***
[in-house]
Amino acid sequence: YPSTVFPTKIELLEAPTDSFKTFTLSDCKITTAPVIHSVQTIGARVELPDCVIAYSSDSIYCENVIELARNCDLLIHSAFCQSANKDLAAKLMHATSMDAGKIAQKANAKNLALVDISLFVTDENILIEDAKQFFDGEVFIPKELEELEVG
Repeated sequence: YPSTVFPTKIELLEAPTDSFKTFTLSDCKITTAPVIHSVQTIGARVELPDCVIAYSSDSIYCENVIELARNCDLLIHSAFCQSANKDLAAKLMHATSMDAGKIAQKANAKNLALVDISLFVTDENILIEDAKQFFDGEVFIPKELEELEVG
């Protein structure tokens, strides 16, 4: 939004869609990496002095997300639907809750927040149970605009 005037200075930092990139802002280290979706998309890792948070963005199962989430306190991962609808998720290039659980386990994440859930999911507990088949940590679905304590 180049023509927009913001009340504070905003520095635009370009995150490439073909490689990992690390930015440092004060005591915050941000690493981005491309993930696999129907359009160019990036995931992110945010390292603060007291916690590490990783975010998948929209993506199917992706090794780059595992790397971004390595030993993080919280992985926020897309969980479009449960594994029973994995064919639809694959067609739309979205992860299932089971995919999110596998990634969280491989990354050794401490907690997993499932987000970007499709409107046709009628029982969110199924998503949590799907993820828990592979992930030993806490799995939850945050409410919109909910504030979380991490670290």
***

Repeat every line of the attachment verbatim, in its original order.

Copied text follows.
[in-house]
Amino acid sequence: YPSTVFPTKIELLEAPTDSFKTFTLSDCKITTAPVIHSVQTIGARVELPDCVIAYSSDSIYCENVIELARNCDLLIHSAFCQSANKDLAAKLMHATSMDAGKIAQKANAKNLALVDISLFVTDENILIEDAKQFFDGEVFIPKELEELEVG
Repeated sequence: YPSTVFPTKIELLEAPTDSFKTFTLSDCKITTAPVIHSVQTIGARVELPDCVIAYSSDSIYCENVIELARNCDLLIHSAFCQSANKDLAAKLMHATSMDAGKIAQKANAKNLALVDISLFVTDENILIEDAKQFFDGEVFIPKELEELEVG
């Protein structure tokens, strides 16, 4: 939004869609990496002095997300639907809750927040149970605009 005037200075930092990139802002280290979706998309890792948070963005199962989430306190991962609808998720290039659980386990994440859930999911507990088949940590679905304590 180049023509927009913001009340504070905003520095635009370009995150490439073909490689990992690390930015440092004060005591915050941000690493981005491309993930696999129907359009160019990036995931992110945010390292603060007291916690590490990783975010998948929209993506199917992706090794780059595992790397971004390595030993993080919280992985926020897309969980479009449960594994029973994995064919639809694959067609739309979205992860299932089971995919999110596998990634969280491989990354050794401490907690997993499932987000970007499709409107046709009628029982969110199924998503949590799907993820828990592979992930030993806490799995939850945050409410919109909910504030979380991490670290």